Shared Paths, Walking Tracks and Trails


Burnie boasts a range of walking tracks and trails, in both wilderness and urban settings within Council's parks and reserves.

For those who enjoy longer walks or cycling , there is also a broader network for you to enjoy or just to connect with facilities, services and friends.

The Cradle Coast Coastal Pathway and the Burnie Coastal Pathway trace along parts of the coast, CBD and beach, and is shared with cyclists.

Connecting our parks and reserves is an extensive network of walking tracks, trails  and footpaths.

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Burnie Park

View Road Reserve



Stoney Creek Reserve

Romaine Reserve



Romaine Reserve

South Burnie



South Burnie

Fernglade Reserve



South Burnie

Burnie Park




Shared Paths and Trails

  • The NW Coastal Pathway is a shared path network currently extending from Cooee Red Rock, around the perimeter of the CBD, and through to the Emu River South Burnie/Wivenhoe.

  • View Road Reserve consists of shared unpaved paths and walkways that weave through the Reserve from View Road West Park Grove, through to Thorne street. View Road Reserve Trail - Google Map

  • Romaine Reserve features a shared fitness track that winds around the dam following Romaine Creek, starting from either Swanston street or the carpark at Amanda Court Romaine, through to Mount Street/Singline Avenue. Romain Reserve Trails - Google Map

  • Fernglade Reserve is also connected by a shared path, from Wivenhoe beach along Old Surrey Road and Fernglade road and through the reserve.  For those looking for a longer walk the trail continues on past the Fernglade Reserve lookout and up to Rutherfords Road return.  Fernglade Reserve Trail - Google Map

  • Oldaker Falls is a small urban waterfall located in the Burnie Park. This beautiful park also has magnificent facilities, amphitheater, playgrounds, gardens and lawns and a lovely walk encircles the park at just under 1km.  Burnie Park Trails - Google Map

  • Guide Falls is a 20min drive from Burnie. Take the easy 10-minute walk to the base of the waterfalls.  Climb the steep stairs to the viewing platform for a birds-eye view of the falls. Guide Falls Train - Google Map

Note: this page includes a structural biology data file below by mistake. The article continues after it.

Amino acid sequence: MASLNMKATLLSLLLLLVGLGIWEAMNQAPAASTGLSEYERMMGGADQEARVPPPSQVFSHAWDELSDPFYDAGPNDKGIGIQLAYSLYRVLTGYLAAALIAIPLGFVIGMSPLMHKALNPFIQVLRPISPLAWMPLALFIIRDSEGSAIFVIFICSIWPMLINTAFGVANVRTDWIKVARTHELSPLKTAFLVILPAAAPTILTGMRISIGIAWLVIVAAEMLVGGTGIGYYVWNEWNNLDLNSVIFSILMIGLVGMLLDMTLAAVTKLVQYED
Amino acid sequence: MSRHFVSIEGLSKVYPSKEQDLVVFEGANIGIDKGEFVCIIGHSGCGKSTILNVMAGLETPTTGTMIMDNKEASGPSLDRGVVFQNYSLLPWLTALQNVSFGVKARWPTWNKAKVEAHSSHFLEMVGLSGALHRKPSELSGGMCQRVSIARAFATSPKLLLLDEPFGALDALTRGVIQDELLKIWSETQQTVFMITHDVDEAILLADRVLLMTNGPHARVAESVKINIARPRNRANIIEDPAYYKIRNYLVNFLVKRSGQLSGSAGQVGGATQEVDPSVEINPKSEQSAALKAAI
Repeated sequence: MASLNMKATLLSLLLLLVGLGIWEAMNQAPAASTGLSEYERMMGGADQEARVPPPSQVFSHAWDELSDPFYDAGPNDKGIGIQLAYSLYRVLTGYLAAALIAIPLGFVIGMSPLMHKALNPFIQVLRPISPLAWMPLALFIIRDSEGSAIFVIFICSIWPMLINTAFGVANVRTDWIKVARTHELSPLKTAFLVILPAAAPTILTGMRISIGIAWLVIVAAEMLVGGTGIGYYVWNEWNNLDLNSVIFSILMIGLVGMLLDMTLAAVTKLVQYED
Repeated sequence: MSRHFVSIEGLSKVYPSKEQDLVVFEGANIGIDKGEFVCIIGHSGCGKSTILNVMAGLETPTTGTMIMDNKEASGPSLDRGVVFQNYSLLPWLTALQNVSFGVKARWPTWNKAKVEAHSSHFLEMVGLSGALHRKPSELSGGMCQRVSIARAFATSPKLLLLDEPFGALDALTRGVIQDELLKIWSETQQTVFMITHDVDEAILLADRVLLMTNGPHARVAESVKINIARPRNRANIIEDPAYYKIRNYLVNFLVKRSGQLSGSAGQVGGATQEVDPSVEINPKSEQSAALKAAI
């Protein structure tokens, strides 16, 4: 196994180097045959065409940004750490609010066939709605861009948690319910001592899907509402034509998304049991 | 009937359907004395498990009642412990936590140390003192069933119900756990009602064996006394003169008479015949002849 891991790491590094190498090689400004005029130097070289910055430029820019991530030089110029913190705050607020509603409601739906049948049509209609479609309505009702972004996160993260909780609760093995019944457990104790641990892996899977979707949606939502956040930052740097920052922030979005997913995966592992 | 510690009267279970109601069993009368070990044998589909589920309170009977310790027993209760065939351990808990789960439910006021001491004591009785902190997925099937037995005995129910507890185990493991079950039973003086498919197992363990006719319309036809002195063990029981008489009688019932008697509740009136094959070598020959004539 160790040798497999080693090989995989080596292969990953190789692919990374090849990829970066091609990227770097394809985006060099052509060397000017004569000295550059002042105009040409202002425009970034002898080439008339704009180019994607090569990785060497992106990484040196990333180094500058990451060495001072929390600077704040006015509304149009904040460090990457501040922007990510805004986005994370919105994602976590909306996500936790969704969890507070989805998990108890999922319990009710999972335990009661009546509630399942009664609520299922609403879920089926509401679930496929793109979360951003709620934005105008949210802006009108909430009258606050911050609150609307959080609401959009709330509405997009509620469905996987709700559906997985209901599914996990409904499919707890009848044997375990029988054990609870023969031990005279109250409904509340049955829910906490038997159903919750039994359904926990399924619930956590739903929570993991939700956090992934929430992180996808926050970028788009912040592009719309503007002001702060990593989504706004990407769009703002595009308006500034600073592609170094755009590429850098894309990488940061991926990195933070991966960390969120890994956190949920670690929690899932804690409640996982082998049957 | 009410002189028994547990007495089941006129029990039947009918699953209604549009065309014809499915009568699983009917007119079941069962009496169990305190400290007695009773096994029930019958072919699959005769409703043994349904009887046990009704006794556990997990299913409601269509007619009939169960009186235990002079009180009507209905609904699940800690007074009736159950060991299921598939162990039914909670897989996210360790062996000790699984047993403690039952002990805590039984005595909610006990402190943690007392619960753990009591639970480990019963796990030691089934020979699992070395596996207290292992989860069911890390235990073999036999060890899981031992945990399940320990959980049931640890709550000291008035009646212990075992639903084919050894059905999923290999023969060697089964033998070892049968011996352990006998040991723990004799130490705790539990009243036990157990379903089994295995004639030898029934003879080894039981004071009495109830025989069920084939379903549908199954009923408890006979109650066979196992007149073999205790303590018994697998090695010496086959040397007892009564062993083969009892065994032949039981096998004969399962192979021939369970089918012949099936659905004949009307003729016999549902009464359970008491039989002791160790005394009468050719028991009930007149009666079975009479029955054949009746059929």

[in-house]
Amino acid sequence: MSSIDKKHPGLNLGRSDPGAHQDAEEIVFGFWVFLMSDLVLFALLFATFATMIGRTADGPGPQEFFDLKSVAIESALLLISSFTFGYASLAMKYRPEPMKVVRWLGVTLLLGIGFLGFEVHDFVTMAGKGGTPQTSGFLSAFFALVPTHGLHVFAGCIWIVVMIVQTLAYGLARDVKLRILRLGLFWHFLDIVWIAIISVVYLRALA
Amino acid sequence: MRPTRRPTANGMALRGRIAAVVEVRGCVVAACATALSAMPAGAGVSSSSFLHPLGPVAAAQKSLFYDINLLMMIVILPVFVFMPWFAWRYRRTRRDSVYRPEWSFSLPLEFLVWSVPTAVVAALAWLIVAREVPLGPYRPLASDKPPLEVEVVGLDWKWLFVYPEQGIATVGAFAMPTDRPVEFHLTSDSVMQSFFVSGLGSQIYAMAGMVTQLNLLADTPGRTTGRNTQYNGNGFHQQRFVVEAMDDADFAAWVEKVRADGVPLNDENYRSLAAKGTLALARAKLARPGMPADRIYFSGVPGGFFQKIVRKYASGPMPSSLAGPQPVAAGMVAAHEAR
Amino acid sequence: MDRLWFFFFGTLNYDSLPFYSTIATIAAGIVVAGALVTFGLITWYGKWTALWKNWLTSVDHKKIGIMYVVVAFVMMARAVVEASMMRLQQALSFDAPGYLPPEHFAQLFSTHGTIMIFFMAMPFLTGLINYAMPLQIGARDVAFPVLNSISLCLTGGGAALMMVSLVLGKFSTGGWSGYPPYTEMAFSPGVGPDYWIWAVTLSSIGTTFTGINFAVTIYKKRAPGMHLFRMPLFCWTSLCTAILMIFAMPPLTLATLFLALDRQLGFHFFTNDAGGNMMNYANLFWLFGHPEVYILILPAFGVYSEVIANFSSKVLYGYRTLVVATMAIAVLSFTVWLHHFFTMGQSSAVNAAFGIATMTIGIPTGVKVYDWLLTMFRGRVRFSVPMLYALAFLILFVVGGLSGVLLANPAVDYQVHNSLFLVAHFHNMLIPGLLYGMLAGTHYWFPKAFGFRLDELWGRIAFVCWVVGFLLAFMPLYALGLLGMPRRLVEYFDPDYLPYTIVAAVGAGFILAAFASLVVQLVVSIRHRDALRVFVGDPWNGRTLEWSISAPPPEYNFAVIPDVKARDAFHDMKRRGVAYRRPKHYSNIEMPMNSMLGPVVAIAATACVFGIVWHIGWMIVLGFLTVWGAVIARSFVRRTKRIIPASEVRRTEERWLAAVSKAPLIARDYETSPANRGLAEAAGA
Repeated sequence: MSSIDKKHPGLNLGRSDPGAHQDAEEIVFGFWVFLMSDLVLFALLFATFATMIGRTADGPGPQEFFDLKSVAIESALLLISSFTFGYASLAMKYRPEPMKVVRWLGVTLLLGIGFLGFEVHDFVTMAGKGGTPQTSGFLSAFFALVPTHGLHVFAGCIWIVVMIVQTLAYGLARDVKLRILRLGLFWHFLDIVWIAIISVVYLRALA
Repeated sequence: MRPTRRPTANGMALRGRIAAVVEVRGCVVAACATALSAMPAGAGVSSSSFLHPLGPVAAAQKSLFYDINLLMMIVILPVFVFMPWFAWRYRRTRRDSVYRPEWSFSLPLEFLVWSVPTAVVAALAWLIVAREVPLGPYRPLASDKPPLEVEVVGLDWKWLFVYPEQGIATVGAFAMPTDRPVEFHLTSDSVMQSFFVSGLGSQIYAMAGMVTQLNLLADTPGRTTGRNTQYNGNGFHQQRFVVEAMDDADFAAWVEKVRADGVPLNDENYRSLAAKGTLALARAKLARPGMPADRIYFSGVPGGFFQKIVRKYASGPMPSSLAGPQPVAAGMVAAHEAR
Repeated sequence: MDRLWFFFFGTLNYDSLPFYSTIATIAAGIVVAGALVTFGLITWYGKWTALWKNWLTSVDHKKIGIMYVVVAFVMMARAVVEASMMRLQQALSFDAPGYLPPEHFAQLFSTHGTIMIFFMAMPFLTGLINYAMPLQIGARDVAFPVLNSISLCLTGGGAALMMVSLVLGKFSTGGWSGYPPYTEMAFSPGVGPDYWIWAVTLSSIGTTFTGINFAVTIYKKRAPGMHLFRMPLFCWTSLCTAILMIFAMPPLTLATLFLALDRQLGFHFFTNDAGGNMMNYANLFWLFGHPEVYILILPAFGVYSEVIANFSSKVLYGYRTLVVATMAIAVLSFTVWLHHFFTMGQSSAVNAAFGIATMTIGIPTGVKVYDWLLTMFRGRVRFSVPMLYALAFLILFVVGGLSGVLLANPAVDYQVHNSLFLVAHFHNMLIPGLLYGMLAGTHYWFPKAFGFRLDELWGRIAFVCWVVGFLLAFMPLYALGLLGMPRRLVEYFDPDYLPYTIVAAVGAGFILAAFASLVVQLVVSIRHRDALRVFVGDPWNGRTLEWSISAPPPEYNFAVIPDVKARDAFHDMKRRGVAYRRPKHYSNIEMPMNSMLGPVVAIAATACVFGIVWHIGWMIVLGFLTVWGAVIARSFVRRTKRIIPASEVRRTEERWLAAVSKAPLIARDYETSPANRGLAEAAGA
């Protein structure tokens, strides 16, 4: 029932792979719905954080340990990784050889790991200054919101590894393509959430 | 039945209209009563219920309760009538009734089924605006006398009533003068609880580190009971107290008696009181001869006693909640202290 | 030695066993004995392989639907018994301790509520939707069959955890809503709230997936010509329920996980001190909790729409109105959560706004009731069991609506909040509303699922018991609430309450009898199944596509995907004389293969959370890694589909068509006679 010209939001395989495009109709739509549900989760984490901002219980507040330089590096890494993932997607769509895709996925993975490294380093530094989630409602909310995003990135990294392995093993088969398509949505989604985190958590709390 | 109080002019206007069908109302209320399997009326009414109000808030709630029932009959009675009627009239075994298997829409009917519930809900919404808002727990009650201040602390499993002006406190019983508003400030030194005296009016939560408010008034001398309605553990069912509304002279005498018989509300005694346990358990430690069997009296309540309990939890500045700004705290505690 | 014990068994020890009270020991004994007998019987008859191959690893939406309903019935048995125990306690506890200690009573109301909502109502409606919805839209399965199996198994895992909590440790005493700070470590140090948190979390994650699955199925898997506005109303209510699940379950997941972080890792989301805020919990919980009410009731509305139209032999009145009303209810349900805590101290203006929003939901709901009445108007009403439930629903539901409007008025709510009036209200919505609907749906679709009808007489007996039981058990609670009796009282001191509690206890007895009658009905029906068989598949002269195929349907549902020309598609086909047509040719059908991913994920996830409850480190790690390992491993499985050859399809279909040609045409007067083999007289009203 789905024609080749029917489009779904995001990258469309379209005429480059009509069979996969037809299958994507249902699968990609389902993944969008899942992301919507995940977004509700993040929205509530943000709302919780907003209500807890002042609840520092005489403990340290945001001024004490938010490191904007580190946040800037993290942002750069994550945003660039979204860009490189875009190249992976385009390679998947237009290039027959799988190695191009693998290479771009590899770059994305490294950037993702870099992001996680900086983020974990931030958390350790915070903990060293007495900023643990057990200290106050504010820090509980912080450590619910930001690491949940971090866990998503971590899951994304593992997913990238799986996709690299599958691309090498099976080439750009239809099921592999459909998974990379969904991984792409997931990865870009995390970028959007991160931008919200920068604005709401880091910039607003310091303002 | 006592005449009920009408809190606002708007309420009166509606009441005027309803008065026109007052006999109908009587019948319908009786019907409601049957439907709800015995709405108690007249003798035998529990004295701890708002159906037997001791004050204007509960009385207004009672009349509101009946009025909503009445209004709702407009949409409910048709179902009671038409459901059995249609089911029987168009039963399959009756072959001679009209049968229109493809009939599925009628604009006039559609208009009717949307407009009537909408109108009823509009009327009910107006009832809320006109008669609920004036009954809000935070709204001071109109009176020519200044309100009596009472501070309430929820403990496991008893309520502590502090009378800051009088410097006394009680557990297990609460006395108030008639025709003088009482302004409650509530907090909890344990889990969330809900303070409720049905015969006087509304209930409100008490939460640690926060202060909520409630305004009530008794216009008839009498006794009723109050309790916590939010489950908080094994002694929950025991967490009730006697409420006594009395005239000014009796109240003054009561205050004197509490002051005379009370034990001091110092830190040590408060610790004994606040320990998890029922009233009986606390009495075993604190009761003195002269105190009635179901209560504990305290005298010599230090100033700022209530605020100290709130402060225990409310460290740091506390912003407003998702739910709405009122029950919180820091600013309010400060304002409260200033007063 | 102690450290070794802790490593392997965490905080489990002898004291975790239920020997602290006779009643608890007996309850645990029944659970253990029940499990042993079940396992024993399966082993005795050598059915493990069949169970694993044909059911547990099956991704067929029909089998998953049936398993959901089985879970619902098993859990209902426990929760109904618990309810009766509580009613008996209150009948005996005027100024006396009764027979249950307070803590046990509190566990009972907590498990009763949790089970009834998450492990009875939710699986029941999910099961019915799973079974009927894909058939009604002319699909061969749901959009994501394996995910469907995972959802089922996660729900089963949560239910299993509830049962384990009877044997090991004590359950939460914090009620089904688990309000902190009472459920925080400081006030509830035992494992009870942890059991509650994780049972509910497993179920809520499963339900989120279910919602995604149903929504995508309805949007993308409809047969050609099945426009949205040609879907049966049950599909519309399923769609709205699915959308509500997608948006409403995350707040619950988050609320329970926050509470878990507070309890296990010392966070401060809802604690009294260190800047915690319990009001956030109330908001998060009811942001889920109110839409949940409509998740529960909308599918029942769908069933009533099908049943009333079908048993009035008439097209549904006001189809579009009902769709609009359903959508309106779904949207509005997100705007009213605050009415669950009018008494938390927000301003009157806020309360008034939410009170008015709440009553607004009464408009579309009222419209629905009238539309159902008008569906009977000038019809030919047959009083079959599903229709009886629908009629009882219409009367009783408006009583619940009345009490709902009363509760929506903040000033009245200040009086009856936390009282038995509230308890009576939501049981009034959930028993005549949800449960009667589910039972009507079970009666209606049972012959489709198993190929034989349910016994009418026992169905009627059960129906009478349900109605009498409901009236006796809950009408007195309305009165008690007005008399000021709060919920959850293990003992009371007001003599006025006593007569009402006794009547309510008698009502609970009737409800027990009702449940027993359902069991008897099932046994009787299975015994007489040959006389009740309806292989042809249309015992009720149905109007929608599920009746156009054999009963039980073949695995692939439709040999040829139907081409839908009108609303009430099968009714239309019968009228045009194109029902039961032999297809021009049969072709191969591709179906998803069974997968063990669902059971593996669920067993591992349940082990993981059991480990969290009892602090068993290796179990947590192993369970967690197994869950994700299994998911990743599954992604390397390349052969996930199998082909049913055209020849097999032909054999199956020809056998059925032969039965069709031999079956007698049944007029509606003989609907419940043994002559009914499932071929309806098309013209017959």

By their nature, shared paths are provide for a range of users; cyclists, pedestrians, runners and the like

Please respect other users and apply the following etiquette:

  • Keep to the left on the path
  • Cyclists please lower their speed on busy pathways
  • Pedestrians need to be aware of their surroundings and if listening to music, not have it too loud so they can’t hear a cyclist’s bell
  • Cyclists to ride in single file on a shared path or footpath
  • Pedestrians – keep your dog on a short lead so they don’t stray into a cyclists path
  • Cyclists are required by law to have a bell on their bike
  • Pedestrians to move into single file to allow for cyclists to get past safely and easily


The Pulp Paper Trail

The Pulp Paper Trail (pictured) makes up part of the Coastal Pathway on the foreshore at South Burnie.

Opposite the remains of the historic paper mill this interpretive walk was designed to honour the men and women who worked at Burnie’s pulp and paper mill between 1937 and 2010.

Walking Tracks and Trails pulp and paper





Urban Architecture Trails

Burnie Living History

Strip back the layers of time to reveal the hidden history of the Burnie CBD precinct.

Burnie was established by the Van Diemen’s Land Company in 1827. This walking tour will take you through the Burnie CBD area, to uncover the history hidden behind the modern buildings we see today.



TasLivingHistory is an initiative of Business Northwest, a division of the Burnie Chamber of Commerce.


The Burnie Art Deco Trail


Coinciding with Burnie's 1930s industrial boom, was the growth of Art Deco architecture in and around the CBD. The Burnie Art Deco trail highlights the sleek designs indicative of the movement, that remain.

Take a wander past some of Burnie’s finest art deco buildings, and some that are a little more obscure.



Federation Walk

Another lovely urban trail is the Federation Walk.  In 1871 tin was found at Waratah (a 50-minute drive south of Burnie) and it became the richest tin mine in the world at that time.  It created wealth for the city and the impetus to build Burnie's fine Federation architecture (c.1890 - c. 1915). A self-guided walk interpreting many buildings around Burnie's city centre and close residential area was developed describing significant Federation buildings in domestic and civic architecture.

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